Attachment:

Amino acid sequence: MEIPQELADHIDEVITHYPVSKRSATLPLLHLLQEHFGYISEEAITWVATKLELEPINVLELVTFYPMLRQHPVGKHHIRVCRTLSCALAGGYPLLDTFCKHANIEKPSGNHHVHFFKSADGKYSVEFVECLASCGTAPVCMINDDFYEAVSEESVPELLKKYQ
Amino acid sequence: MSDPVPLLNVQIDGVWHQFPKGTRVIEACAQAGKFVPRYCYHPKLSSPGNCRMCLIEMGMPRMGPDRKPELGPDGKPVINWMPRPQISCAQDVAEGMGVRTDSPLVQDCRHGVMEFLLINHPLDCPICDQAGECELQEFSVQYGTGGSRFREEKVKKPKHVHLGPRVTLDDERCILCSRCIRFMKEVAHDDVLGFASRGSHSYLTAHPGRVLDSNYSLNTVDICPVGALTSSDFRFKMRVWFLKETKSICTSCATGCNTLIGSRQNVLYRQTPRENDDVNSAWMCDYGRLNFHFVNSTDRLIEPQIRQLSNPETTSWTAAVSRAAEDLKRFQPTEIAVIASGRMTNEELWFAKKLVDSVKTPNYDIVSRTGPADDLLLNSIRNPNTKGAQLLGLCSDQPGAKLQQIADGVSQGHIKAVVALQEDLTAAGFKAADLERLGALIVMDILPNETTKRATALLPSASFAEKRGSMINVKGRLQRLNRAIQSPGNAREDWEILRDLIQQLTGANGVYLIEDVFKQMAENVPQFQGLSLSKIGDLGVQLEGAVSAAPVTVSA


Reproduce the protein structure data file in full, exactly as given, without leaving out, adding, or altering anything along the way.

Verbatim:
Amino acid sequence: MEIPQELADHIDEVITHYPVSKRSATLPLLHLLQEHFGYISEEAITWVATKLELEPINVLELVTFYPMLRQHPVGKHHIRVCRTLSCALAGGYPLLDTFCKHANIEKPSGNHHVHFFKSADGKYSVEFVECLASCGTAPVCMINDDFYEAVSEESVPELLKKYQ
Amino acid sequence: MSDPVPLLNVQIDGVWHQFPKGTRVIEACAQAGKFVPRYCYHPKLSSPGNCRMCLIEMGMPRMGPDRKPELGPDGKPVINWMPRPQISCAQDVAEGMGVRTDSPLVQDCRHGVMEFLLINHPLDCPICDQAGECELQEFSVQYGTGGSRFREEKVKKPKHVHLGPRVTLDDERCILCSRCIRFMKEVAHDDVLGFASRGSHSYLTAHPGRVLDSNYSLNTVDICPVGALTSSDFRFKMRVWFLKETKSICTSCATGCNTLIGSRQNVLYRQTPRENDDVNSAWMCDYGRLNFHFVNSTDRLIEPQIRQLSNPETTSWTAAVSRAAEDLKRFQPTEIAVIASGRMTNEELWFAKKLVDSVKTPNYDIVSRTGPADDLLLNSIRNPNTKGAQLLGLCSDQPGAKLQQIADGVSQGHIKAVVALQEDLTAAGFKAADLERLGALIVMDILPNETTKRATALLPSASFAEKRGSMINVKGRLQRLNRAIQSPGNAREDWEILRDLIQQLTGANGVYLIEDVFKQMAENVPQFQGLSLSKIGDLGVQLEGAVSAAPVTVSA